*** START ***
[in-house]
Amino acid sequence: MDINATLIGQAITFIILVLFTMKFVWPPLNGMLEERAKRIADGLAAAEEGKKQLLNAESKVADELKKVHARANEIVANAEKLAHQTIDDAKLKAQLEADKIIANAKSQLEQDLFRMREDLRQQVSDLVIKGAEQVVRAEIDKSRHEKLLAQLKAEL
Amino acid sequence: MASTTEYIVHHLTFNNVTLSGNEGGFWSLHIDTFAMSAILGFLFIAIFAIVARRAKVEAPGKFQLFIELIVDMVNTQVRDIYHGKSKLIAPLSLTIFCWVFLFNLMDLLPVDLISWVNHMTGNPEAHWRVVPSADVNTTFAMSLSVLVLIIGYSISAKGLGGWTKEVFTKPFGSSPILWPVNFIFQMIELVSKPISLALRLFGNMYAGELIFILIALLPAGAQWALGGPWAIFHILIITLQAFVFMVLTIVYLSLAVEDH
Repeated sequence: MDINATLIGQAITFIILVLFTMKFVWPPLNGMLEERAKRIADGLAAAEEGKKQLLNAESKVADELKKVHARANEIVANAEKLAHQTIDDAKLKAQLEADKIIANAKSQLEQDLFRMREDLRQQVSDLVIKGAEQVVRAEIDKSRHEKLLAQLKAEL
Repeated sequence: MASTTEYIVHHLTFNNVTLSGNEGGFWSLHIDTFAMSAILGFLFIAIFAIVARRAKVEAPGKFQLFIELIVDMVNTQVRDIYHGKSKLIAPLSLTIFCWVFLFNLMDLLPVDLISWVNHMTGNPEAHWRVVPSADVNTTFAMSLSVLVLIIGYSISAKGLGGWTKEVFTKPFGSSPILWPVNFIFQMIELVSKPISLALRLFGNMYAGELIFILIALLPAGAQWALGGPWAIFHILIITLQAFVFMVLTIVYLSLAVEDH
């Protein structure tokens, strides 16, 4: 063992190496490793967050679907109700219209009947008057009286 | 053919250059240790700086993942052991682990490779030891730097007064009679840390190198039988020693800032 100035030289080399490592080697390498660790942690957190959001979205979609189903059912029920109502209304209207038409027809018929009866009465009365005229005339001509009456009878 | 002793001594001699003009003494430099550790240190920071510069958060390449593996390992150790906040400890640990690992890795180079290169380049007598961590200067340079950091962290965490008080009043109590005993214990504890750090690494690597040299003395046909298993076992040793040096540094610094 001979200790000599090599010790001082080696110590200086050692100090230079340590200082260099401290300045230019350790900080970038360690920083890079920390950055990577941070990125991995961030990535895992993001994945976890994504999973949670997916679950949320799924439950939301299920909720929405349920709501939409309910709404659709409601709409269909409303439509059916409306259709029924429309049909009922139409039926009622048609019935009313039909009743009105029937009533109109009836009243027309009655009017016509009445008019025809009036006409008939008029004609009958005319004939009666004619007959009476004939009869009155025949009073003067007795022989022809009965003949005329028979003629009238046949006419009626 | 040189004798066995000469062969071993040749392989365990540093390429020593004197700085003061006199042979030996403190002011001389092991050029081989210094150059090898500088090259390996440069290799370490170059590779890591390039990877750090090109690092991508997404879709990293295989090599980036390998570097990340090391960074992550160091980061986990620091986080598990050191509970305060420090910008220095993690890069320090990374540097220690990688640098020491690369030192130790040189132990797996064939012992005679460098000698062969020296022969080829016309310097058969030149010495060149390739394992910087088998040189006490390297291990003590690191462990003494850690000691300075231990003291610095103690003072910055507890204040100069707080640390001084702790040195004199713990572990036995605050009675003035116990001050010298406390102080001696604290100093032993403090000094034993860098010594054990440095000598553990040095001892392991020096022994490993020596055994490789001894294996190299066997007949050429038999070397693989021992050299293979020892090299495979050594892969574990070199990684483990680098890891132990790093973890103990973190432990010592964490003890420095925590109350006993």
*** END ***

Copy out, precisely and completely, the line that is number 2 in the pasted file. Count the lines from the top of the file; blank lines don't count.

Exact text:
Amino acid sequence: MDINATLIGQAITFIILVLFTMKFVWPPLNGMLEERAKRIADGLAAAEEGKKQLLNAESKVADELKKVHARANEIVANAEKLAHQTIDDAKLKAQLEADKIIANAKSQLEQDLFRMREDLRQQVSDLVIKGAEQVVRAEIDKSRHEKLLAQLKAEL